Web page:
What's going on here? We think investors are correctly assessing normalized earnings power of both companies and, in this case, choosing BID over RBA. If we simply take the five year average of reported earnings for Sotheby's and assume this represents a full economic cycle (in truth, we should probably also include the weak 2002-03 period), average EPS equals $1.56. Applying a 20 times multiple (or 5% earnings yield, awarded for difficult-to-replicate franchise) to this figure, we arrive a fair value of $31 per share. We include results from the company's 2008 10-K below:

The following table provides selected financial data for Sotheby’s (in thousands of dollars, except per share data).

Year ended December 31

2008

2007

2006

2005

2004

Net Auction Sales (1)

$

4,189,735

$

4,625,914

$

3,234,526

$

2,361,830

$

2,334,937

Income statement data:

Auction and related revenues

$

616,625

$

833,128

$

631,344

$

496,899

$

439,526

Finance revenues

14,183

17,025

15,864

8,302

5,907

Dealer revenues

55,596

62,766

12,776

5,131

3,604

License fee revenues

3,438

2,960

2,922

1,404

45,745

Other revenues

1,717

1,843

1,903

2,117

2,274

Total revenues

$

691,559

$

917,722

$

664,809

$

513,853

$

497,056

Net interest expense

$

(28,349

)

$

(14,166

)

$

(27,148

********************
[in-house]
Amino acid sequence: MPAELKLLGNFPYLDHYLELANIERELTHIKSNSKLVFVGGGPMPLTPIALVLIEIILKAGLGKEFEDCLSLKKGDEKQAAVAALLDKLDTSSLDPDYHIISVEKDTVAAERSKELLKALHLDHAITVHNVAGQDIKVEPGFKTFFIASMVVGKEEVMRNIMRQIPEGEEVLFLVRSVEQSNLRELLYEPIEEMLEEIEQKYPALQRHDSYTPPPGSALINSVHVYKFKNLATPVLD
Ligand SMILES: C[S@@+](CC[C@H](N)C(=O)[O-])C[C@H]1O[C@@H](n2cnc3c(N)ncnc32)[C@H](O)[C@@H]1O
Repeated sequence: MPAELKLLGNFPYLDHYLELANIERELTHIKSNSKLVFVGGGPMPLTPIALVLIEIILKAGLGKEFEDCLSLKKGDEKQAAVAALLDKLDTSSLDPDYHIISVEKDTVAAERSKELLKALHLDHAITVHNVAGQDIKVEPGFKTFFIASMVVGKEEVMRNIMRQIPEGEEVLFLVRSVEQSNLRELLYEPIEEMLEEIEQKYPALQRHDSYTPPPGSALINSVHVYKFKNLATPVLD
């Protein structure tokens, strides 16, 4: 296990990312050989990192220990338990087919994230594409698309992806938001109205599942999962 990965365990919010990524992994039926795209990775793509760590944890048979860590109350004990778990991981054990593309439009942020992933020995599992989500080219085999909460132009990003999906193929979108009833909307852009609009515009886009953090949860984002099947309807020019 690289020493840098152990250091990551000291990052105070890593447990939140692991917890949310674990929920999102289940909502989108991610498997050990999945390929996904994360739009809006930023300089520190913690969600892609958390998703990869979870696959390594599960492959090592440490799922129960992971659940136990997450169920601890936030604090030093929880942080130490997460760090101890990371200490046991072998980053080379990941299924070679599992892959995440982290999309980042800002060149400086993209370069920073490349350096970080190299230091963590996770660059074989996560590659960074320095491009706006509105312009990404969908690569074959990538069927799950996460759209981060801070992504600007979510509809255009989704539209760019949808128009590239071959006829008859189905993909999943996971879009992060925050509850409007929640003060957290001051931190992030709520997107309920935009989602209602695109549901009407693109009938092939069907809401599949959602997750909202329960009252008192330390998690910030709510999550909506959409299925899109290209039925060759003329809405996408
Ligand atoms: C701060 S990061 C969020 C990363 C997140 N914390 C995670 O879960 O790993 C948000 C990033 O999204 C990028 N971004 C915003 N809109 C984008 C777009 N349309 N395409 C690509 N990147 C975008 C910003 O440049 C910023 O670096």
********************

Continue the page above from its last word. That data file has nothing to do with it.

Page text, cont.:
)

$

(27,738

)

$

(30,267

)

Income from continuing operations

$

28,269

$

213,139

$

107,359

$

63,217

$

62,397

Net income

$

28,269

$

213,139

$

107,049

$

61,602

$

86,679

Basic earnings per share from continuing operations

$

0.44

$

3.34

$

1.78

$

1.04

$

1.01

Basic earnings per share

$

0.44

$

3.34

$

1.77

$

1.01

$

1.40

Diluted earnings per share from continuing operations

$

0.43

$

3.25

$

1.73

$

1.02

$

1.00

Diluted earnings per share

$

0.43

$

3.25

$

1.72

$

1.00

$

1.38

Cash dividends declared per share

$

0.60

$

0.50

$

0.20

$

$


Meanwhile, Ritchie Bros. -- which is growing through the recession and, therefore, at peak/record earnings -- is already trading at 24.5 times current year earnings. We include results from the company's 2008 annual report below:

Consolidated Statements of Operations
(Expressed in thousands of United States dollars, except share and per share amounts)
Years ended December 31, 2008 2007 2006
Auction revenues
$ 354,818 $ 311,906 $ 257,857
Direct expenses
49,750 46,481 40,457
305,068 265,425 217,400
Expenses:
Depreciation and amortization
24,764 19,417 15,017
General and administrative
164,556 144,816 117,714
189,320 164,233 132,731
Earnings from operations
115,748 101,192 84,669
Other income (expense):
Interest expense
(859 ) (1,206 ) (1,172 )
Interest income
4,994 7,393 6,664
Foreign exchange gain (loss)
11,656 2,802 (451 )
Gain on disposition of capital assets
6,370 243 1,277
Other
1,375 1,471 1,079
23,536 10,703 7,397
Earnings before income taxes
139,284 111,895 92,066
Income tax expense (recovery) (note 8):
Current
39,101 33,797 33,757
Future
(1,217 ) 2,115 1,091
37,884 35,912 34,848
Net earnings
$ 101,400 $ 75,983 $ 57,218